[18 August/Rural News] Farmers are backing the amended National Animal Identification and Tracing (NAIT) Act that was passed under urgency by Parliament. DairyNZ Chief Executive, Tim Mackle, said it had become clear that some farmers hadn’t been taking the requirements to record animal movements as seriously as they should have been. He added DairyNZ supported...

MPI taken to court by apple and stonefruit growers

[9 August/NZ Herald] A group of apple and stonefruit growers have taken legal action against the Ministry for Primary Industries in a response to its order to destroy tens of thousands of plants with claimed potential future losses of $1.5 billion. The group said flawed decision making could kill innovation in the sector. It requested...

Fruit fly found at Auckland Airport could have ‘devastated’ horticulture industry

[2 August/Stuff] According to Biosecurity NZ, a fruit fly could have devastated New Zealand’s horticulture industry if it wasn’t discovered at Auckland Airport. It came on undeclared food from Malaysia last month. Biosecurity NZ Passenger Manager, Craig Hughes, said many horticulture crops were susceptible to attack by fruit fly. Affected crops could be inedible or...

Importers respond to MPI warning about delays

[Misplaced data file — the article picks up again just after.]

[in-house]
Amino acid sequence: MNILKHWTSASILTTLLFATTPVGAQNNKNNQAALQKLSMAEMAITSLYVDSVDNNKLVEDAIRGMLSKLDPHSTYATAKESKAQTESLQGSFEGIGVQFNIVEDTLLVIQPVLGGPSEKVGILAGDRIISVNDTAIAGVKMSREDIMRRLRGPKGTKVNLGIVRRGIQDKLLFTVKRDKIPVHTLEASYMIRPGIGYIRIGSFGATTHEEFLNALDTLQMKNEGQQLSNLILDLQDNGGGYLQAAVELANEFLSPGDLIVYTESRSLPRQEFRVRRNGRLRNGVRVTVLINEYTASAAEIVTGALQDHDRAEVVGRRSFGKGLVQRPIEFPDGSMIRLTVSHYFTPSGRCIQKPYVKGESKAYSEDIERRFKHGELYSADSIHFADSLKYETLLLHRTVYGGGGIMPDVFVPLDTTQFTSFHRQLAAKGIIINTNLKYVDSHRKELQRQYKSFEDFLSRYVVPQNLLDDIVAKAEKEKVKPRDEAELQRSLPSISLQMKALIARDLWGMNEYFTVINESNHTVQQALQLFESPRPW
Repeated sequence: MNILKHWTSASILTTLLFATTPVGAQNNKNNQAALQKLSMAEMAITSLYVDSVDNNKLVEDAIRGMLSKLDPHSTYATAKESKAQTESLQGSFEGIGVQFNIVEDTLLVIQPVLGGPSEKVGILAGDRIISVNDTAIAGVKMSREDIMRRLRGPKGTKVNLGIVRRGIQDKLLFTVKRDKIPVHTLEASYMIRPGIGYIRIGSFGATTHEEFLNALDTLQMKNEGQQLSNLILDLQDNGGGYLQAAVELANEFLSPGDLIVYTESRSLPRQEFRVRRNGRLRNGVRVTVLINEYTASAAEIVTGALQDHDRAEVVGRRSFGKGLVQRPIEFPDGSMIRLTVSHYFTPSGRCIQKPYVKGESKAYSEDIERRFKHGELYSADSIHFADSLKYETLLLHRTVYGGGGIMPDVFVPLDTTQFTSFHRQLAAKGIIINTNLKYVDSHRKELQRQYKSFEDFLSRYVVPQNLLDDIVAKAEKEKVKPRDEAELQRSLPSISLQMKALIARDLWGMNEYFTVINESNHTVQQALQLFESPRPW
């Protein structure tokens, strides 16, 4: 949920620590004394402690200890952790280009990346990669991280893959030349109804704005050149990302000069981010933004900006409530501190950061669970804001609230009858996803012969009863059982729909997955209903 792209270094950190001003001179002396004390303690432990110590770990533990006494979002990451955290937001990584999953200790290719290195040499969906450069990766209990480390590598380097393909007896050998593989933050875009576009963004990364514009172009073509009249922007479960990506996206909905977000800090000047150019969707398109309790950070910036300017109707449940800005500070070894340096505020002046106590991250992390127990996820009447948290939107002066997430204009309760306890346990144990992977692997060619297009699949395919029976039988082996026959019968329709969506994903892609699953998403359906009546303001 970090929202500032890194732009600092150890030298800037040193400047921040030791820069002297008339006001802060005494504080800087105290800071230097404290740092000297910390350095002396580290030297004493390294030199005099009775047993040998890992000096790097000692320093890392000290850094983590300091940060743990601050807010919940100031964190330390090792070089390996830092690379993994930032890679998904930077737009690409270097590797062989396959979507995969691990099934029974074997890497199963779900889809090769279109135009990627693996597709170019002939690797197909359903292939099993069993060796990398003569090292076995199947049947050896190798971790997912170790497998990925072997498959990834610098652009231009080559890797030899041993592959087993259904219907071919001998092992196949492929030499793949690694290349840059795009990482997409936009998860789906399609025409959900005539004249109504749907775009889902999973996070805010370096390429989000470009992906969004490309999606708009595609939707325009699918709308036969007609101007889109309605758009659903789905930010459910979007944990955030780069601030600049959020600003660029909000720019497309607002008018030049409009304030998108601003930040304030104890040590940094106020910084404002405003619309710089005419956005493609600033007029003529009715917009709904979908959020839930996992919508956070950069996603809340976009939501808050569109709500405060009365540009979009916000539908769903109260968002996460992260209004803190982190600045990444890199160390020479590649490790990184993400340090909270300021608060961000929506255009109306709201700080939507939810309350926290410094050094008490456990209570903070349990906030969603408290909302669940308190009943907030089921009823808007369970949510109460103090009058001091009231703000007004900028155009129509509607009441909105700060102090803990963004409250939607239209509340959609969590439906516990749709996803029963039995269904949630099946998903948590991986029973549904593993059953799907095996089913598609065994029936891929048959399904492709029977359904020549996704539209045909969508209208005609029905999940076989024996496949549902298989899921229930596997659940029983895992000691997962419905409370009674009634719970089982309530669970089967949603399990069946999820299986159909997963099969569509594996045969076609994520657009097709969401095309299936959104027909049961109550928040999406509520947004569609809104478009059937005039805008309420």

[25 July/NBR] The Ministry for Primary Industries has warned importers will face delays as they complete biosecurity protocols. The delays are due to a high court decision ruling the Government is liable for letting Psa into the country. The Government will appeal the decision. Car importers also faced a scare this year when stink bugs...

Farmers face levy hike to cover cost of cattle disease

[25 July/Stuff] MPI has announced a further two farms have been infected with Mycoplasma bovis. Farmers face the prospect of a higher industry levy to help pay for eradication costs. The farms were linked to other known infected properties through animal movements. Negotiations continued over the question of how much dairy farmers would pay compared...

Beetle find sends imported stock food to Whangarei lock-up

[23 July/The Country] A shipment of beetle infested stock food is in a lockup near Whangarei after being treated with methyl bromide. The cargo was from Indonesia, and was intercepted before it could be unloaded and distributed in June. Federated Farmers Arable Industry Group Vice-Chairman, David Clark, said it was symptomatic of a fundamental failure...

Capsicum shortage hits supermarkets

[22 July/Radio NZ] Due to biosecurity concerns, capsicums could be in short supply at supermarkets for a few weeks. Countdown and Foodstuffs have both encountered problems with some of their overseas shipments. Foodstuffs said it had issues with three shipments from the Netherlands. It added it was continuing to source locally grown capsicums but there...

New round of testing to begin for ‘M. bovis’

[18 July/Rural Life] The Ministry for Primary Industries will carry out a second round of milk testing nationwide to test for Mycoplasma bovis. Under the programme, milk samples from every dairy farm in New Zealand would be taken shortly after the start of calving. Samples would be collected around four weeks following the start of...